Alcohol and Breast Cancer Risk
Alcohol Consumption and Breast Cancer Risk
Alcohol consumption can contribute to many different adverse health effects, but probably the most researched and documented is alcohol's affect on the increased risk of developing breast cancer.
Drinking and Breast Cancer
Women who are frequent drinkers and who have a close relative who has had breast cancer are more than twice as likely to develop breast cancer themselves than those who do not drink.
One Drink a Day Ups Breast Cancer Risk
After studying the cases of more than 150,000 women worldwide, British researchers have concluded that drinking as little as one drink a day increases the risk of breast cancer.
Moderate Drinking Linked to Breast Cancer Risk
Research has found a link between moderate drinking and a small increase in the risk of breast cancer compared to women who have never consumed alcohol.
Breast Cancer Linked to Amount of Alcohol Consumed
The type of alcohol that a woman drinks makes no difference, but the amount of alcohol consumed is linked to the risk of developing breast cancer, according to a study of 70,033 women.
Teen Drinking Ups Risk of Breast Disease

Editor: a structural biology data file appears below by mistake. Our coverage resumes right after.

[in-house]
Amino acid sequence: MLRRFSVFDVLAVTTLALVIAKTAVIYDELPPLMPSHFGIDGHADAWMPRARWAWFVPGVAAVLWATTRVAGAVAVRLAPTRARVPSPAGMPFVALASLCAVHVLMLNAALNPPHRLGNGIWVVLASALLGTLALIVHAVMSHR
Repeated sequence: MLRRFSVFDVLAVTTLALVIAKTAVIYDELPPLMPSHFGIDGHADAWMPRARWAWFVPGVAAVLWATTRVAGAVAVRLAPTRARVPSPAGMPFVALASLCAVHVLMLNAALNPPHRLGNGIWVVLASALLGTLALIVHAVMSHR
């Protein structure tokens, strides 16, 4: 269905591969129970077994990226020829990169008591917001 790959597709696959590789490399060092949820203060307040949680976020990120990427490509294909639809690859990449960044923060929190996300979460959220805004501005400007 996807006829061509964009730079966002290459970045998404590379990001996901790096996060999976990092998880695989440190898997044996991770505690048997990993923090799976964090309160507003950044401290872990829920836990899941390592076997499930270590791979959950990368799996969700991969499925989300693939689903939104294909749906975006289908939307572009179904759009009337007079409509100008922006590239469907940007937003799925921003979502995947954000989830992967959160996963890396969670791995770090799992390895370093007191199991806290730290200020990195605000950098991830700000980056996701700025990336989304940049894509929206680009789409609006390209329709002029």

Scientists find that even moderate drinking by teens can increase the risk of developing pre-cancerous breast changes known as proliferative benign breast disease (BDD).
Less Alcohol Means Less Breast Cancer Risk
Any kind of alcohol that you consume may change the levels of female hormones, and thus cause more cases of estrogen-receptor positive breast cancer.
Heavy Drinking Increases Breast Cancer Risk
Women who drink run the risk of getting breast cancer and that risk is directly related to the amount of alcohol they consume, according to new reports.
HRT, Drinking and Breast Cancer
Women who are undergoing hormone replacement therapy (HRT) and who drink just one drink a day double their chances of developing breast cancer, according to a study published in the Annals of Internal Medicine.
New Breast Cancer Risk Found
Women who drink moderate to high quantities of alcohol during pregnancy could be contributing to an increased risk of breast cancer among their daughters.